It’s becoming more popular than ever to go vegetarian or vegan, increasing power plant foods while eliminating meat or animal products. But if the idea of totally nixing meat seems more idealistic than realistic for you, it might be time to learn a new term: “flexitarian.”
Flexitarian means you can still eat your favorite animal proteins like eggs and lean meats, even burgers and steaks from time to time, but you’re ultimately focusing more on increasing intake of fruits, vegetables, legumes, nuts, seeds, whole grains, and all the other good stuff in a healthy eating plan. If you eat with purpose, it’s more of an “approach” or a “lifestyle” than a diet, says New York-based registered dietitian Keri Gans, RD.
The beauty of a flexitarian lifestyle is that you get to decide how committed you are, and you can stick to whatever feels maintainable. “The basis of a flexitarian approach is that it encourages you to be flexible in your choices, while still keeping plant-based foods as the majority of your diet,” Gans says. “If you’re a big red meat eater, you might incorporate more fruits and vegetables to your diet—but you can go to the BBQ and have the burger if you feel like it.”
Why would someone want to consider leaning into a predominantly plant-based diet? Stacked up against meat-eaters, “vegetarians tend to consume less saturated fat and cholesterol and more vitamins C and E, dietary fiber, folic acid, potassium, magnesium, and phytochemicals (plant chemicals), such as carotenoids and flavonoids,” says Harvard Health.
According to a 2017 review published in Frontiers in Nutrition on the benefits of a flexitarian approach, researchers found evidence that “semi-vegetarian diets” have benefits on body weight, diabetes risk, blood pressure risk, and overall health, in addition to potentially helping with inflammatory bowel diseases. While women are more likely to take up flexitarianism, men actually eat more meat and could potentially see bigger benefits if they also adopted the lifestyle.
Eating healthy doesn’t need to feel restrictive; rather, it should feel personally doable. “It can look different from person to person, hence the flexibility,” says Mary Mosquera, RD, a dietitian at The Ohio State University Wexner Medical Center. “For example, some people may choose to be completely vegetarian one day a week and flexible the rest, while some people may eat vegetarian four days a week.”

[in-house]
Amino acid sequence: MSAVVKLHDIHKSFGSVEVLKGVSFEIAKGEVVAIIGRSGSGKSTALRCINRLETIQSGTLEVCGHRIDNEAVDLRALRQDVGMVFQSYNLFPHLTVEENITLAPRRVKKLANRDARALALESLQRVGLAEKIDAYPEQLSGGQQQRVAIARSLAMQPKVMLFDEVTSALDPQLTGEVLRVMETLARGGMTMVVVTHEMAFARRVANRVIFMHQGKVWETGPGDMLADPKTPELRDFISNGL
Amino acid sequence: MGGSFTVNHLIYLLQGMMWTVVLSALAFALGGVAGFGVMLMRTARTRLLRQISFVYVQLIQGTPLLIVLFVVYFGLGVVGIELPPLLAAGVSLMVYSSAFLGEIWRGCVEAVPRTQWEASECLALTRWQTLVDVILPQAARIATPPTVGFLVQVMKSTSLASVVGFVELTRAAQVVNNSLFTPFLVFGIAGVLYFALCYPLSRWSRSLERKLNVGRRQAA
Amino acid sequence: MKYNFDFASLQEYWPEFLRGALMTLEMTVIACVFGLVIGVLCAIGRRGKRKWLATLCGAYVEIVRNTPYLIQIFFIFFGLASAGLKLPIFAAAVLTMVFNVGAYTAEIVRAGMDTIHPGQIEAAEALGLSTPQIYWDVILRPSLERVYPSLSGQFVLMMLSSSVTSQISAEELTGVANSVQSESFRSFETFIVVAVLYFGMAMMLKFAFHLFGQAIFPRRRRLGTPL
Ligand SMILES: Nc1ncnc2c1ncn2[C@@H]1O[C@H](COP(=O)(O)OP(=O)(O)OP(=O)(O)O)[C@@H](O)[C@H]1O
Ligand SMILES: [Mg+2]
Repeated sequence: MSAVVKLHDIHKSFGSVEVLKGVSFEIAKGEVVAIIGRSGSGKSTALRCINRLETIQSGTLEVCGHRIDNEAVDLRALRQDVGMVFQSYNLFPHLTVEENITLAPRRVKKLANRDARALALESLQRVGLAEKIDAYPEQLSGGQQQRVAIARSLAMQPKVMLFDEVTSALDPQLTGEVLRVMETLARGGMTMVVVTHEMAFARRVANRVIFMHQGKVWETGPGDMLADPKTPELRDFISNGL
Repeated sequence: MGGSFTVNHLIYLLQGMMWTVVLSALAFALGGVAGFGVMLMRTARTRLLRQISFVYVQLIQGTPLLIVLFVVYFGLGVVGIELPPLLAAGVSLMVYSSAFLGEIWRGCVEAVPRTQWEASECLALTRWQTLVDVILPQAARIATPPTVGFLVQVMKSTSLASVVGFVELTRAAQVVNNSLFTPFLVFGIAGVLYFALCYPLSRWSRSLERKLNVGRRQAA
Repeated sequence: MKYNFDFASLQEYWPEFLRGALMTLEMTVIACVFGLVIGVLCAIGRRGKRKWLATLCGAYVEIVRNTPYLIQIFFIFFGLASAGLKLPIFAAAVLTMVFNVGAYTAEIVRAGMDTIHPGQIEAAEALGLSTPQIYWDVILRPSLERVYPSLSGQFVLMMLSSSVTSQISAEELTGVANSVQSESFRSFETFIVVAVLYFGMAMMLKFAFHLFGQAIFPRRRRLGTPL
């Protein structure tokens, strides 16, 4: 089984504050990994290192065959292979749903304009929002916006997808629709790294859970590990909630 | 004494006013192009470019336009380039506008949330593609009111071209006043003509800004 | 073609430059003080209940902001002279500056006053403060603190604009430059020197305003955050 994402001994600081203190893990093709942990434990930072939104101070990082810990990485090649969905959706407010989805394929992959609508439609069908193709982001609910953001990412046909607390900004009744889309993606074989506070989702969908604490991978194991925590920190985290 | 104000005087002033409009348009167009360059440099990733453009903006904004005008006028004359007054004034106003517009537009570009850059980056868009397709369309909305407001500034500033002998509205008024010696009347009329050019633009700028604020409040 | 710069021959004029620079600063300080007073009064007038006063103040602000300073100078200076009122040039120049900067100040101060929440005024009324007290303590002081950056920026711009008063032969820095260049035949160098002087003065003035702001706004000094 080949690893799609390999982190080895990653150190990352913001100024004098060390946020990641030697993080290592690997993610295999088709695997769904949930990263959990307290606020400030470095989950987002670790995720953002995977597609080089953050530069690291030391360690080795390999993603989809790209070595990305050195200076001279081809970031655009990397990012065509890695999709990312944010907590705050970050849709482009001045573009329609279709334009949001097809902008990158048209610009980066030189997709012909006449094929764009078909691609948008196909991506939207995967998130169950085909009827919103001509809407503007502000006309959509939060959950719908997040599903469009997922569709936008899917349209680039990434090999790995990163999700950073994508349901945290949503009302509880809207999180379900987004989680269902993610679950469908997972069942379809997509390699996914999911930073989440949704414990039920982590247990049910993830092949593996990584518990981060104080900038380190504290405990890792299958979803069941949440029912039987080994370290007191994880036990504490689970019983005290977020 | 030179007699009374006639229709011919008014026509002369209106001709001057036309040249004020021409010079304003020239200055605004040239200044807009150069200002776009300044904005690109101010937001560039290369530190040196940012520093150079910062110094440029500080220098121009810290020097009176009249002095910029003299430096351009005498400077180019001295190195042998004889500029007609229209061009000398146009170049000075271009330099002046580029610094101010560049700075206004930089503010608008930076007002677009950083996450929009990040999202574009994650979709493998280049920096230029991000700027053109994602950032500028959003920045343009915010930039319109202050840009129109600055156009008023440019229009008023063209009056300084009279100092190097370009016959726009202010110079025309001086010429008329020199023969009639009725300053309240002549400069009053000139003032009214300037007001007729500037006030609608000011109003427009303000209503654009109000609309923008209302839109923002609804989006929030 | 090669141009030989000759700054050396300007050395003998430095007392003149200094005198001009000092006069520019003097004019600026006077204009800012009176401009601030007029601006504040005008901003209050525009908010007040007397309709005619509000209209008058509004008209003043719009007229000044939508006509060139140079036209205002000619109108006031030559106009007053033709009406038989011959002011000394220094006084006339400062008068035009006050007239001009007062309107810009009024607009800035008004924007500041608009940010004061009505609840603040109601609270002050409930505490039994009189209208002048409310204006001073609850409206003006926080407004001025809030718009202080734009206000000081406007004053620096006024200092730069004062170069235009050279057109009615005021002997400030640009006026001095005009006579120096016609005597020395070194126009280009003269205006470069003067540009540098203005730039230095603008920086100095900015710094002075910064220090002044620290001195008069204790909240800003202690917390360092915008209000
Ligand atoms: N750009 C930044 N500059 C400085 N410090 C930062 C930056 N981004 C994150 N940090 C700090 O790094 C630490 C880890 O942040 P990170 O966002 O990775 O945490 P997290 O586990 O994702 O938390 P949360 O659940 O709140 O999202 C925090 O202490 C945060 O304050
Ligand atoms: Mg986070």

The message: Make decisions mindfully. Here are some manageable ways to pull off a flexitarian lifestyle.
Make each plate more plant-based. You don’t have to ditch animal products for entire days, weeks, or even meals. Just think smaller. “Think of it as a side dish on your plate rather than the main star,” says Mosquera. “Aim to fill up half of your plate with vegetables, or a combo of fruits and vegetables.” By eating more fresh produce and less meat, says Mosquera, “you’ll naturally lower your saturated fat, cholesterol, and sodium intake, and increase your fiber intake, as well as your intake of minerals like potassium and magnesium.”
Go meatless a couple of days a week. Choose two or more days per week where you focus exclusively on taking in plant foods like veggies, fruits, nuts, seeds, legumes, and whole grains. “You might not just have a Meatless Monday, but also a Meatless Wednesday or Friday,” says Gans. “You can choose the days that work for you—probably days where you’re cooking at home versus going out.” That way, you will have more flexibility to join your friends for dinner or eat on the run before your kid’s baseball game for the rest of the week.
Make every meat choice meaningful. One of the best elements of a flexitarian lifestyle is putting every meat you eat under a nutritional microscope. “Go for options like skinless poultry and sustainable fish more often than red meat or fried and breaded options,” says Mosquera. “When you do have red meat, avoid processed items like bacon, sausage, and ham if you can, and go for leaner cuts like loin, round, or 90-percent lean ground beef.”
Along those same lines, you can ask yourself, ‘Do I really want this? Or, ‘Do I really want this right now?’ says Gans. “A lot of eating can be mindless,” she explains. “You may end up realizing there’s just not a place for meat in that meal or in your diet at all.” Broaden your eating horizons and start incorporating more plant proteins into your meals.
Bottom line: Eat with intention, and you’ll be well on your way to making the flexitarian lifestyle work for your health goals.
This information is for educational purposes only and is not intended as a substitute for medical diagnosis or treatment. You should not use this information to diagnose or treat a health problem or condition. Always check with your doctor before changing your diet, altering your sleep habits, taking supplements, or starting a new fitness routine.